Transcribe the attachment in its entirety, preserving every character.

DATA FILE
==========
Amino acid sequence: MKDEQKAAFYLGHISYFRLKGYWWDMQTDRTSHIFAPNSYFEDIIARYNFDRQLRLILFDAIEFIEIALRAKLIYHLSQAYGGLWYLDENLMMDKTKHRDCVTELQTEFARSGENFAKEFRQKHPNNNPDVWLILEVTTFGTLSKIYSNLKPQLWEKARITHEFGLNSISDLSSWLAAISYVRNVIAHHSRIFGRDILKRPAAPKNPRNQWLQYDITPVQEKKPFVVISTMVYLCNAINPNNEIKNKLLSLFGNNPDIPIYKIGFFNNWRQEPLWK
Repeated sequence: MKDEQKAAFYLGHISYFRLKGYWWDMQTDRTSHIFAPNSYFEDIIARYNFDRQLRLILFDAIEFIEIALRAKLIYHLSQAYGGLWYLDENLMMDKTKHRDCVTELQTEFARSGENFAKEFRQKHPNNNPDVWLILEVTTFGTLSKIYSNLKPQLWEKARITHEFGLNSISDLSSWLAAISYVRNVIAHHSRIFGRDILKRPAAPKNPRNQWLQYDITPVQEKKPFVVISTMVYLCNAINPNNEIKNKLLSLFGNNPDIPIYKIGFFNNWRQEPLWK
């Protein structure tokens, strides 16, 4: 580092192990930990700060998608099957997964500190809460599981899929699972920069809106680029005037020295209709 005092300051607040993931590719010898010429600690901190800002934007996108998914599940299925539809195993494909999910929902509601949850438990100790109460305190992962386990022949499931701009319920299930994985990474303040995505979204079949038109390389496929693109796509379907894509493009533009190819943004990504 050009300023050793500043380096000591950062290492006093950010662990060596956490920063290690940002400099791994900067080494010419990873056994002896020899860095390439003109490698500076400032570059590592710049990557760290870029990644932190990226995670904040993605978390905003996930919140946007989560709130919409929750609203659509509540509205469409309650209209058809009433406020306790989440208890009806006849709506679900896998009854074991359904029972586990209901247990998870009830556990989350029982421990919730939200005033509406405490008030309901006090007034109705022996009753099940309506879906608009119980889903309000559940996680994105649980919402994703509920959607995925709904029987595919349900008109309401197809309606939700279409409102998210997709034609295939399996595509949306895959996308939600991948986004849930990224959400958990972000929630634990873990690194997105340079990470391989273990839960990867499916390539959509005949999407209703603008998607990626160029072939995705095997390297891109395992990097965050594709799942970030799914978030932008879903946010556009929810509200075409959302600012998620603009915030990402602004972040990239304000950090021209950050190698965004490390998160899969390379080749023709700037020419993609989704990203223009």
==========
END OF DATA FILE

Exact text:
Amino acid sequence: MKDEQKAAFYLGHISYFRLKGYWWDMQTDRTSHIFAPNSYFEDIIARYNFDRQLRLILFDAIEFIEIALRAKLIYHLSQAYGGLWYLDENLMMDKTKHRDCVTELQTEFARSGENFAKEFRQKHPNNNPDVWLILEVTTFGTLSKIYSNLKPQLWEKARITHEFGLNSISDLSSWLAAISYVRNVIAHHSRIFGRDILKRPAAPKNPRNQWLQYDITPVQEKKPFVVISTMVYLCNAINPNNEIKNKLLSLFGNNPDIPIYKIGFFNNWRQEPLWK
Repeated sequence: MKDEQKAAFYLGHISYFRLKGYWWDMQTDRTSHIFAPNSYFEDIIARYNFDRQLRLILFDAIEFIEIALRAKLIYHLSQAYGGLWYLDENLMMDKTKHRDCVTELQTEFARSGENFAKEFRQKHPNNNPDVWLILEVTTFGTLSKIYSNLKPQLWEKARITHEFGLNSISDLSSWLAAISYVRNVIAHHSRIFGRDILKRPAAPKNPRNQWLQYDITPVQEKKPFVVISTMVYLCNAINPNNEIKNKLLSLFGNNPDIPIYKIGFFNNWRQEPLWK
């Protein structure tokens, strides 16, 4: 580092192990930990700060998608099957997964500190809460599981899929699972920069809106680029005037020295209709 005092300051607040993931590719010898010429600690901190800002934007996108998914599940299925539809195993494909999910929902509601949850438990100790109460305190992962386990022949499931701009319920299930994985990474303040995505979204079949038109390389496929693109796509379907894509493009533009190819943004990504 050009300023050793500043380096000591950062290492006093950010662990060596956490920063290690940002400099791994900067080494010419990873056994002896020899860095390439003109490698500076400032570059590592710049990557760290870029990644932190990226995670904040993605978390905003996930919140946007989560709130919409929750609203659509509540509205469409309650209209058809009433406020306790989440208890009806006849709506679900896998009854074991359904029972586990209901247990998870009830556990989350029982421990919730939200005033509406405490008030309901006090007034109705022996009753099940309506879906608009119980889903309000559940996680994105649980919402994703509920959607995925709904029987595919349900008109309401197809309606939700279409409102998210997709034609295939399996595509949306895959996308939600991948986004849930990224959400958990972000929630634990873990690194997105340079990470391989273990839960990867499916390539959509005949999407209703603008998607990626160029072939995705095997390297891109395992990097965050594709799942970030799914978030932008879903946010556009929810509200075409959302600012998620603009915030990402602004972040990239304000950090021209950050190698965004490390998160899969390379080749023709700037020419993609989704990203223009």